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Kai Ryssdal:Treasury Secretary Timothy Geithner's in Europe today. He's talking to his counterparts there about coming up with some kind of globally consistent rules for financial reform.

First things first, though. The House and the Senate have to reconcile their different versions of how American banking ought to be regulated. The big banks -- Goldman, Citigroup -- are keeping an eye on the horse trading. So, too, are smaller outfits, including community banks, which are worried about how the compromise bill could affect them.

Sarah McCammon reports from Iowa Public Radio.

Sarah McCammon: Hampton, Iowa, is small farm town about 100 miles north of Des Moines. Brad Davis grew up here, and he's still one of its 4,000 residents. He takes me on a drive around the town square. An old brick courthouse sits in the center, hemmed in by shops and businesses, including the town's single-screen movie theater.

Brad Davis: That's the original neon sign when I was a kid growing up and going to "Mary Poppins" and "Butch Cassidy" and all those movies. That's the same sign that I saw 40, 50 years ago. So that's pretty cool.

Today, Davis is president of Hampton State Bank. A few years ago, the bank put together a low-interest loan program aimed at luring back to the area young professionals who had moved away -- people like Koreen and Darwin Van Horn.

Koreen Van Horn: When I was going into the sixth grade, Darwin and I were both at the same church camp. And I had a crush on him all week long, but he gave me no attention whatsoever.

Long story short, he eventually did pay attention. Today, the Van Horns are married with three boys. They recently moved back to the area after more than 20 years away. Koreen says the loan officer at Hampton State Bank worked with them to buy a four-bedroom ranch with a big family room in the basement. It's got twice the space of their old house.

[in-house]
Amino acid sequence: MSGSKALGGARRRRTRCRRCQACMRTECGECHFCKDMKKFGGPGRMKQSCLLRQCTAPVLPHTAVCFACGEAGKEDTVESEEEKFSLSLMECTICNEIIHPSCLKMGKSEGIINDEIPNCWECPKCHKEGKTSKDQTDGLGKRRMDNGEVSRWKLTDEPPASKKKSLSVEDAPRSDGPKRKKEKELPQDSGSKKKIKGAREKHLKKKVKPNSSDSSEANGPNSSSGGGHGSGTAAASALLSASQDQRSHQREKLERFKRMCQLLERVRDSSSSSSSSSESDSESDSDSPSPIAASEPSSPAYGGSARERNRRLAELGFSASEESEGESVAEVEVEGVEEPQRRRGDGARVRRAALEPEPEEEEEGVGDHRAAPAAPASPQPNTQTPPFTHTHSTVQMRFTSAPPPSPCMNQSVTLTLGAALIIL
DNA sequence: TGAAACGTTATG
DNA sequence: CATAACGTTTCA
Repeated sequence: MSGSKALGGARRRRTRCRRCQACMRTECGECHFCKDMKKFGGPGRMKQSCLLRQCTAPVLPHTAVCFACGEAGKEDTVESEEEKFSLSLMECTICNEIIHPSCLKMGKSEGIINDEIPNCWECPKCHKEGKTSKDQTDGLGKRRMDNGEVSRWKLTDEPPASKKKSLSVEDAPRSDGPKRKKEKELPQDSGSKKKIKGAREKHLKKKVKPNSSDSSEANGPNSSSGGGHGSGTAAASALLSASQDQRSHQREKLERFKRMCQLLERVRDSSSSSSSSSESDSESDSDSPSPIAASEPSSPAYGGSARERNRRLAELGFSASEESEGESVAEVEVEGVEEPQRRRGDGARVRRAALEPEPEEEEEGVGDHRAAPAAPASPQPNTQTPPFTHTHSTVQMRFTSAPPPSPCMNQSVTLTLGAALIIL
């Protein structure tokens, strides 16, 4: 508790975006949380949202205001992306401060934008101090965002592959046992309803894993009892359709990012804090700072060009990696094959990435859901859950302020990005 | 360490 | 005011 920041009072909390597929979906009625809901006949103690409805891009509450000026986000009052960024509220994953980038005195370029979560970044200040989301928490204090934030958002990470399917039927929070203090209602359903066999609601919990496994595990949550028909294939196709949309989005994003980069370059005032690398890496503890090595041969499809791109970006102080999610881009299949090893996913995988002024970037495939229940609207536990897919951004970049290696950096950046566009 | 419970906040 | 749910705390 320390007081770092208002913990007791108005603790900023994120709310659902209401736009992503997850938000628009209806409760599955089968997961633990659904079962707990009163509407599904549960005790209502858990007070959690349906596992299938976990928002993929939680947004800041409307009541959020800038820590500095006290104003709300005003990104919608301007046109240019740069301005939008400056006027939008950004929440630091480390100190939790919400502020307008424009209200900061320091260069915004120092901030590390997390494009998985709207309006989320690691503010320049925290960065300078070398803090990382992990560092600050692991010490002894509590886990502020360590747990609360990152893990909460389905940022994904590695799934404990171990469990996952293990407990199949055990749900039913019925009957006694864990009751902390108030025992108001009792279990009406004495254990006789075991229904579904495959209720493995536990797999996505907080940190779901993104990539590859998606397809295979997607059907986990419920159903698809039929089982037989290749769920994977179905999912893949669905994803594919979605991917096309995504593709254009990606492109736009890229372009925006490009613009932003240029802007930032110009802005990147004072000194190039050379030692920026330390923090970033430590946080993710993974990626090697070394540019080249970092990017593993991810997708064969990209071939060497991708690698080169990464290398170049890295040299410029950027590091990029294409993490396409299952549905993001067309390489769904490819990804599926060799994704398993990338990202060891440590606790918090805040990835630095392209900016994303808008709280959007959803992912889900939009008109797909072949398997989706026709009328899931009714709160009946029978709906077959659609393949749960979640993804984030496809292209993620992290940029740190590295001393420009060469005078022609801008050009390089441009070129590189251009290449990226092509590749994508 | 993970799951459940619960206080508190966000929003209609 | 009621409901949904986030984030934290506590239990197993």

Van Horn: I don't know how much time he spent with me. He really spelled things out, compared the different rates, showed me the advantage for us, knowing that we want to be here long term.

Brad Davis says his bank staff worked months to develop the loan program. He worries finding time to create similar programs could get harder if the financial reform bill clamps down on small banks, along with big investment banks.

Davis: If we get too much regulation, what we're going to find is that community banks are not going to be able to put those resources that they need towards economic development. I think it's a threat, not only to the banks, but to the communities they serve.

Davis worries particularly about proposals to establish a new Consumer Financial Protection Agency to regulate things like mortgages and credit cards. He says more rules mean more paper work, and less time for his staff of about a dozen to generate new business.

It's a concern shared by Steve Verdier with the Independent Community Bankers of America. It represents more than 5,000 small banks across the country. On one hand, Verdier wants Congress to rein in banks considered "too big to fail." But, he says small banks fear a one-size-fits-all approach to new regulation.

Steve Verdier: We're scrambling every day to make sure that an amendment that was intended to clamp down on the big players doesn't inadvertently hurt community banks.

But Kathleen Day with the Center for Responsible Lending says it's important to have the same rules for all banks, large and small, to protect consumers and investors.

Kathleen Day: You want everyone to have to stop at the stop sign; you don't want some people to be able to go cruising through at 60 miles an hour and cause a wreck and not have to get a ticket.

After all, Day says the main goal reform is to keep the banking industry on sound footing so it can help customers with their financial needs.

In Hampton, Iowa, I'm Sarah McCammon for Marketplace.